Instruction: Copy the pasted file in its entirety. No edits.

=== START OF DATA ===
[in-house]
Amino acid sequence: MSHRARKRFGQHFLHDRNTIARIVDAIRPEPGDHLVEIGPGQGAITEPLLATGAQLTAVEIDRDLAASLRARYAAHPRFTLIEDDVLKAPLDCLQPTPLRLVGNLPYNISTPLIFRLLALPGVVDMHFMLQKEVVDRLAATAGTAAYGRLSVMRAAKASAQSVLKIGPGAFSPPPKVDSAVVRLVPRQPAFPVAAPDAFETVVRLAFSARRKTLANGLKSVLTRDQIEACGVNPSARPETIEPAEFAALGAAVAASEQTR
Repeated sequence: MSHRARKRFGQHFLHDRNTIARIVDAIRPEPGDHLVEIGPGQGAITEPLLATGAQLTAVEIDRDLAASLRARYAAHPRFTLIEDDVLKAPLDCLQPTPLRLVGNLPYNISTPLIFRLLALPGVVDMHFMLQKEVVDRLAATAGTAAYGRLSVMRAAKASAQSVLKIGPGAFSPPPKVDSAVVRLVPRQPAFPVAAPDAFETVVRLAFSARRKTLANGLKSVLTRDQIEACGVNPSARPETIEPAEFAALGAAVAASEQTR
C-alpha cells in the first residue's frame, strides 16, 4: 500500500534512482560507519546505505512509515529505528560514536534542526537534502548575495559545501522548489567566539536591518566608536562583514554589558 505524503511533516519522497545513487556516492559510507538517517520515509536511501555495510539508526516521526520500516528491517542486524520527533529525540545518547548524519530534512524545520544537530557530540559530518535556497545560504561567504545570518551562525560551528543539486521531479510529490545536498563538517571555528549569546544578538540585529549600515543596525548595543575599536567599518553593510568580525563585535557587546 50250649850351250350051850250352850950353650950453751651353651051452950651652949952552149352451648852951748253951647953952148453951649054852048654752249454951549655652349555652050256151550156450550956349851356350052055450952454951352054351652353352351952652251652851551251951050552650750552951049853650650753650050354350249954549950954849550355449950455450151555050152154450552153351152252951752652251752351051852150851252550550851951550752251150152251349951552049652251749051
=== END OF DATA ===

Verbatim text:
[in-house]
Amino acid sequence: MSHRARKRFGQHFLHDRNTIARIVDAIRPEPGDHLVEIGPGQGAITEPLLATGAQLTAVEIDRDLAASLRARYAAHPRFTLIEDDVLKAPLDCLQPTPLRLVGNLPYNISTPLIFRLLALPGVVDMHFMLQKEVVDRLAATAGTAAYGRLSVMRAAKASAQSVLKIGPGAFSPPPKVDSAVVRLVPRQPAFPVAAPDAFETVVRLAFSARRKTLANGLKSVLTRDQIEACGVNPSARPETIEPAEFAALGAAVAASEQTR
Repeated sequence: MSHRARKRFGQHFLHDRNTIARIVDAIRPEPGDHLVEIGPGQGAITEPLLATGAQLTAVEIDRDLAASLRARYAAHPRFTLIEDDVLKAPLDCLQPTPLRLVGNLPYNISTPLIFRLLALPGVVDMHFMLQKEVVDRLAATAGTAAYGRLSVMRAAKASAQSVLKIGPGAFSPPPKVDSAVVRLVPRQPAFPVAAPDAFETVVRLAFSARRKTLANGLKSVLTRDQIEACGVNPSARPETIEPAEFAALGAAVAASEQTR
C-alpha cells in the first residue's frame, strides 16, 4: 500500500534512482560507519546505505512509515529505528560514536534542526537534502548575495559545501522548489567566539536591518566608536562583514554589558 505524503511533516519522497545513487556516492559510507538517517520515509536511501555495510539508526516521526520500516528491517542486524520527533529525540545518547548524519530534512524545520544537530557530540559530518535556497545560504561567504545570518551562525560551528543539486521531479510529490545536498563538517571555528549569546544578538540585529549600515543596525548595543575599536567599518553593510568580525563585535557587546 50250649850351250350051850250352850950353650950453751651353651051452950651652949952552149352451648852951748253951647953952148453951649054852048654752249454951549655652349555652050256151550156450550956349851356350052055450952454951352054351652353352351952652251652851551251951050552650750552951049853650650753650050354350249954549950954849550355449950455450151555050152154450552153351152252951752652251752351051852150851252550550851951550752251150152251349951552049652251749051